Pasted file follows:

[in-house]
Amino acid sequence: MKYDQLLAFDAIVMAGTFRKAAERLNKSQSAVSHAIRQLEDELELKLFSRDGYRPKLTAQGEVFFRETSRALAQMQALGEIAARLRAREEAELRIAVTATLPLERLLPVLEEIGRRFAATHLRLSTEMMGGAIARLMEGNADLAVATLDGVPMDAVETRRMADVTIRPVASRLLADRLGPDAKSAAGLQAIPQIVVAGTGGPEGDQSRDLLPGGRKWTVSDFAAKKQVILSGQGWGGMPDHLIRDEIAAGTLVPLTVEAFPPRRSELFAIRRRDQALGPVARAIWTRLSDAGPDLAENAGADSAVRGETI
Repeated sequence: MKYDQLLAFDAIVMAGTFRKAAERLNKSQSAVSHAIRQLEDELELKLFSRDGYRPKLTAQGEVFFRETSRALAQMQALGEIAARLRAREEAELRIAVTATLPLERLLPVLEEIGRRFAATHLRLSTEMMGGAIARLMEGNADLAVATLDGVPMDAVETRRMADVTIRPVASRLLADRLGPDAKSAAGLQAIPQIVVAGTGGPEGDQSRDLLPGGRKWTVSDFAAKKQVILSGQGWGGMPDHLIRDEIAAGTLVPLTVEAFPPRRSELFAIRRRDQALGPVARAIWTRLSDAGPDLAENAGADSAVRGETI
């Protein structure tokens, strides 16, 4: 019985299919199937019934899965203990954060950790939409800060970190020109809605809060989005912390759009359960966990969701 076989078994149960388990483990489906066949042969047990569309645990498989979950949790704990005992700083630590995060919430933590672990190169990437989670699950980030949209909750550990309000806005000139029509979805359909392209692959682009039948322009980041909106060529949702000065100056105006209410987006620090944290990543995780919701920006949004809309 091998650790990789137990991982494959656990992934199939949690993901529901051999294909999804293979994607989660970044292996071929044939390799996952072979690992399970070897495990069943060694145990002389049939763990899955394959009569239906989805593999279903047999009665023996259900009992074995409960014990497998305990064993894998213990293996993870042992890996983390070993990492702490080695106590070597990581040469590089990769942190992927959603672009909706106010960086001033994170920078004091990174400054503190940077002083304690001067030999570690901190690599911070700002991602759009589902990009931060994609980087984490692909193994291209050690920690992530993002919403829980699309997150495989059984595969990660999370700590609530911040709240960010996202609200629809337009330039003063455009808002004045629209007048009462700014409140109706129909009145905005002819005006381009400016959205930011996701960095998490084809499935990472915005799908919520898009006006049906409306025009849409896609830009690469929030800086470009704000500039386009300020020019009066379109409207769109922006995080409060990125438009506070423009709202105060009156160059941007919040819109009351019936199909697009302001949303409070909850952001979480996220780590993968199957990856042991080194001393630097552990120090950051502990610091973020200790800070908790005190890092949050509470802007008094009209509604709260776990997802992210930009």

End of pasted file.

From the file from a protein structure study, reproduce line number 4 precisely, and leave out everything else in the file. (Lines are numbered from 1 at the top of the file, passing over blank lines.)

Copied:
């Protein structure tokens, strides 16, 4: 019985299919199937019934899965203990954060950790939409800060970190020109809605809060989005912390759009359960966990969701 076989078994149960388990483990489906066949042969047990569309645990498989979950949790704990005992700083630590995060919430933590672990190169990437989670699950980030949209909750550990309000806005000139029509979805359909392209692959682009039948322009980041909106060529949702000065100056105006209410987006620090944290990543995780919701920006949004809309 091998650790990789137990991982494959656990992934199939949690993901529901051999294909999804293979994607989660970044292996071929044939390799996952072979690992399970070897495990069943060694145990002389049939763990899955394959009569239906989805593999279903047999009665023996259900009992074995409960014990497998305990064993894998213990293996993870042992890996983390070993990492702490080695106590070597990581040469590089990769942190992927959603672009909706106010960086001033994170920078004091990174400054503190940077002083304690001067030999570690901190690599911070700002991602759009589902990009931060994609980087984490692909193994291209050690920690992530993002919403829980699309997150495989059984595969990660999370700590609530911040709240960010996202609200629809337009330039003063455009808002004045629209007048009462700014409140109706129909009145905005002819005006381009400016959205930011996701960095998490084809499935990472915005799908919520898009006006049906409306025009849409896609830009690469929030800086470009704000500039386009300020020019009066379109409207769109922006995080409060990125438009506070423009709202105060009156160059941007919040819109009351019936199909697009302001949303409070909850952001979480996220780590993968199957990856042991080194001393630097552990120090950051502990610091973020200790800070908790005190890092949050509470802007008094009209509604709260776990997802992210930009």